Skip to content

March 8, 2015

Self-driving vehicles and robotic clerks could take your job in 20 years

by John_A

Rethink Robotics' Baxter robot

It’s no secret that computers and robots have been putting people out of work in recent years, but that trend is about to accelerate… at least, if you ask the computers themselves. A machine learning algorithm from Oxford University has sifted through US Bureau of Statistics data and believes that up to 47 percent of American jobs could be replaced by technology within the next 20 years. One of the biggest concerns is in logistics — self-driving vehicles are advancing quickly enough that they could replace the likes of taxi drivers, truck drivers and forklift operators. Retail is also at risk, since companies can collect enough data about your shopping habits that they might predict what you want more effectively than human clerks.

Don’t be too quick change career paths, though. The research assumes that this technology will transition from experiments to practical reality relatively quickly. There are sill plenty of technical and legal hurdles in the way, such as clearing autonomous vehicles for use on public roads. With that in mind, the research is a reminder that society isn’t really prepared for tech-related job disruption on a grand scale. While Oxford’s Michael Osbourne believes that humans will still have a place in creative and social work, many people aren’t training that way — and it’s not clear that the market can handle a flood of new designers, artists and strategic thinkers.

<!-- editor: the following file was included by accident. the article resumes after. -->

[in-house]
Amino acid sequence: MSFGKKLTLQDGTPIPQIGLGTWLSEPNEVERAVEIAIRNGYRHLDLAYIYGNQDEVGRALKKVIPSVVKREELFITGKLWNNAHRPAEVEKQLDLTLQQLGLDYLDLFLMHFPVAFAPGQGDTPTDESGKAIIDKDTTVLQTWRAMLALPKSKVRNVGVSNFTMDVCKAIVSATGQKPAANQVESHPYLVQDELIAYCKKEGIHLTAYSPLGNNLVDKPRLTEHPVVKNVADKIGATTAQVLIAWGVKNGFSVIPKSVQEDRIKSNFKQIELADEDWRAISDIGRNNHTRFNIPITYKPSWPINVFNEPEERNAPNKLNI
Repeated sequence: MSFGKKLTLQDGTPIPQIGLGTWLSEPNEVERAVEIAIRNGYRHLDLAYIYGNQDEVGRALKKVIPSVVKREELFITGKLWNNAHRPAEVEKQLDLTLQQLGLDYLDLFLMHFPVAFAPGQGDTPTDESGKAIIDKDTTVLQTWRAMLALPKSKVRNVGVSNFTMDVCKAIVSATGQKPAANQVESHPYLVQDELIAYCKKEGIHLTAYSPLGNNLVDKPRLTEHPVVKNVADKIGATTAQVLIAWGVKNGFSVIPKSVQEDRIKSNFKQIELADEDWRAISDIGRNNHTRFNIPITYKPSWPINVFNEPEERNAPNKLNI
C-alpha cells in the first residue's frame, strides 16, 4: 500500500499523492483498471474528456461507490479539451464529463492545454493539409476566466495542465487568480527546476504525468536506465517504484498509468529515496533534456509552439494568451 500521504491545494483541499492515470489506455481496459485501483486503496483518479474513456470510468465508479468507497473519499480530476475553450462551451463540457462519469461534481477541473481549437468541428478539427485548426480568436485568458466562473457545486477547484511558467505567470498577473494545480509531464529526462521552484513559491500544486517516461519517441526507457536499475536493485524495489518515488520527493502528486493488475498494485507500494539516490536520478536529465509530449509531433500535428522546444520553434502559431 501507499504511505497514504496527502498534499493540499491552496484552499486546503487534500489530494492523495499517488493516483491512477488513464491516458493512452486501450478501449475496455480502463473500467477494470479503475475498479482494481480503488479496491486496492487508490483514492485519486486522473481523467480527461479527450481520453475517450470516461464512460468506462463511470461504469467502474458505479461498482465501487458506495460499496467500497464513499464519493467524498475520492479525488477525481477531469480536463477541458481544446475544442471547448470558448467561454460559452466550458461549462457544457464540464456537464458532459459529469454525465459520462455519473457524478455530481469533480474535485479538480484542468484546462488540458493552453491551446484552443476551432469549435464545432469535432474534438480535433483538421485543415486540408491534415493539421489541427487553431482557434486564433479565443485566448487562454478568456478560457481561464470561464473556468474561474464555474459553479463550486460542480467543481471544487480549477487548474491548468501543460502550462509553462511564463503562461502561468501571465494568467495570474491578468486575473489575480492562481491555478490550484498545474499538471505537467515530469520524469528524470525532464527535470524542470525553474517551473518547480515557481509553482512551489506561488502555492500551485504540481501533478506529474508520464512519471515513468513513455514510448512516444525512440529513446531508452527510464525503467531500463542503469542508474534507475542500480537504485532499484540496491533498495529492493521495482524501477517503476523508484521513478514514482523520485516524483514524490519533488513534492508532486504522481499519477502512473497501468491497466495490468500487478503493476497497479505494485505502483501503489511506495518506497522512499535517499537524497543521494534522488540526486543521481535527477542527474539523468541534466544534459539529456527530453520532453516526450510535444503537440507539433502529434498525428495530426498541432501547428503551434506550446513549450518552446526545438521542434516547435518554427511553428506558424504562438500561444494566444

[Image credit: Rethink Robotics]

Filed under: Robots, Transportation

Comments

Via: Huffington Post

Source: Fusion

Read more from News

Leave a Reply

Fill in your details below or click an icon to log in:

WordPress.com Logo

You are commenting using your WordPress.com account. Log Out /  Change )

Twitter picture

You are commenting using your Twitter account. Log Out /  Change )

Facebook photo

You are commenting using your Facebook account. Log Out /  Change )

Connecting to %s

Note: HTML is allowed. Your email address will never be published.

Subscribe to comments

%d bloggers like this: